Around 15% of the global population – over a billion people – lives with some form of disability, of whom 2–4% experience significant difficulties in functioning. Many of these people require assistive technologies such as low-vision devices, wheelchairs or hearing aids. This number is expected to double to 2 billion by 2050.
Women are more likely to experience disability than men and older people more than young. Low- and middle-income countries have higher rates of disability than high-income countries, and the impact of disability on people in poorer areas is compounded by issues of accessibility and lack of health care services. Indigenous persons, internally displaced or stateless persons, refugees, migrants and prisoners with disability also face particular challenges in accessing services.
In recent years, the understanding of disability has moved away from a physical or medical perspective to one that takes into account a person’s physical, social and political context. Today, disability is understood to arise from the interaction between a person’s health condition or impairment and the multitude of influencing factors in their environment. Great strides have been made to make the world more accessible for people living with disability; however, much more work is required to meet their needs.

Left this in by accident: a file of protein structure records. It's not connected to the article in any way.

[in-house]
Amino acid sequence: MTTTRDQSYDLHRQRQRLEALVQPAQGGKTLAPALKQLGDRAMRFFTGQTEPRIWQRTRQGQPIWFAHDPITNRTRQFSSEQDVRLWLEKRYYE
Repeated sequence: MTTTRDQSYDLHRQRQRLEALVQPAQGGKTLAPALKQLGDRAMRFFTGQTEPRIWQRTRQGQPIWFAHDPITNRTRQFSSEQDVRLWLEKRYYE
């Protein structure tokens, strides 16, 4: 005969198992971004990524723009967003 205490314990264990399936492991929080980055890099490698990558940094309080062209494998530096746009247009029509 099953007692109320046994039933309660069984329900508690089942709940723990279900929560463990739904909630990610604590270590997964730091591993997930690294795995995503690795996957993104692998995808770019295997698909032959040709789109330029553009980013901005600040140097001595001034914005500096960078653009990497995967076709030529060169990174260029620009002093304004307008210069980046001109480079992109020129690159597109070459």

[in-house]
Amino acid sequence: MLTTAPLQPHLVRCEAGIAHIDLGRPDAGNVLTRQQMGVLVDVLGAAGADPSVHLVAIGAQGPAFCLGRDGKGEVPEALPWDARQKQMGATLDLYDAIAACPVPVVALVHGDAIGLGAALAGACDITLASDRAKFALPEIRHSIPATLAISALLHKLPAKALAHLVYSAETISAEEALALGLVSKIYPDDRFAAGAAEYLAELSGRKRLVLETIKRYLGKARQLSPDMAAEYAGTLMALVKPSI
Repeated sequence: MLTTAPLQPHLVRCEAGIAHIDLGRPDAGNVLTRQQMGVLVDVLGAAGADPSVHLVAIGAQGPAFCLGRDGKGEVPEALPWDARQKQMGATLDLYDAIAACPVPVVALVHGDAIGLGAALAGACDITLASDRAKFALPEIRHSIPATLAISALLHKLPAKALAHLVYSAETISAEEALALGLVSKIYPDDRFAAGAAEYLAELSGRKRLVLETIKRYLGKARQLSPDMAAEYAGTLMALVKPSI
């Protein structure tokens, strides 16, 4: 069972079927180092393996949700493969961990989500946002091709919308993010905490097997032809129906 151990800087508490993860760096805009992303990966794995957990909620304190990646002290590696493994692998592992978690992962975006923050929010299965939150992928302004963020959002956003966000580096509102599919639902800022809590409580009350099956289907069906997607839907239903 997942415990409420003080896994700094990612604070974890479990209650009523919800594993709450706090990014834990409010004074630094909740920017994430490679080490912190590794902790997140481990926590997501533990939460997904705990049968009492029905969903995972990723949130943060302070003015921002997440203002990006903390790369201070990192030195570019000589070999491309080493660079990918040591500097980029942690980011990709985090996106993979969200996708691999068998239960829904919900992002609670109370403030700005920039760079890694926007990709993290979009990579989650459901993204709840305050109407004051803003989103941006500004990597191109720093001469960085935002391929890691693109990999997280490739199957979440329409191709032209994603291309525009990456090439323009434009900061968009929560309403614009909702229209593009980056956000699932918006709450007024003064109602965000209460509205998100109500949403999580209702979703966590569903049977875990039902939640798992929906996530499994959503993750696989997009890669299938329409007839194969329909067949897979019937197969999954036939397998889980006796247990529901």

Disability is a compounding factor that impacts many aspects of a person’s life. People with disability experience poorer health outcomes, have less access to education and work opportunities, and are more likely to live in poverty than those without a disability. This can be caused by many factors including a physical lack of access to buildings and transportation, social stigma, lack of service provision and increased likelihood of being left out of decision-making that affects their wellbeing.
People with disability experience widespread barriers that other people often take for granted, including barriers in the health system, education, employment, transportation and community space. These gaps are exasperated in poorer or less developed communities.
WHO works to fully integrate people living with disability into Universal Health Coverage. In 2014, WHO Member States endorsed the WHO global disability action plan 2014–2021, which calls for the removal of barriers and improvements in access to health services and programmes; the strengthening and extension of rehabilitation, assistive devices and support services; and the enhanced collection of relevant and internationally comparable data on disability.
WHO supports countries to implement the Model Disability Survey (MDS), which is a general population survey that provides comprehensive information about disability in a country or region. The project aims to help Member States to develop policies and services, and to provide data to monitor the progress toward meeting obligations under the Sustainable Development Goals and the United Nations Convention on the Rights of Persons with Disabilities.
WHO launched the pioneering World report on disability in 2011 as a resource for policy makers, service providers, professionals and advocates for people with disability and their families.